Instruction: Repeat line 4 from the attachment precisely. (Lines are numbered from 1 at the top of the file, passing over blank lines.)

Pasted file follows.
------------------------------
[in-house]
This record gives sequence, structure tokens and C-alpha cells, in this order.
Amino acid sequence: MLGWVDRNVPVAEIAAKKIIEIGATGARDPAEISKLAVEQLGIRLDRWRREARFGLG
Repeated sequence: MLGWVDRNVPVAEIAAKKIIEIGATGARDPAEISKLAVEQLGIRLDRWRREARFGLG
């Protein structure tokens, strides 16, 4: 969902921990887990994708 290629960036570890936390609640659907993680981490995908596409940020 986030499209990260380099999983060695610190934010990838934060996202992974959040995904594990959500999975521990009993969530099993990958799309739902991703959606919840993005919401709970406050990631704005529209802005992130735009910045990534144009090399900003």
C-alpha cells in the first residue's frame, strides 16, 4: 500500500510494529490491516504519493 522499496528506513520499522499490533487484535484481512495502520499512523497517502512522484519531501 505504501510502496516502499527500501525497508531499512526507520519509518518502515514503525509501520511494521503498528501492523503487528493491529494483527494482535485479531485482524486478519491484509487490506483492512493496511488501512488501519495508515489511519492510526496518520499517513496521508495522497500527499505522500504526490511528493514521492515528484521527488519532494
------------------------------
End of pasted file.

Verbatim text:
Repeated sequence: MLGWVDRNVPVAEIAAKKIIEIGATGARDPAEISKLAVEQLGIRLDRWRREARFGLG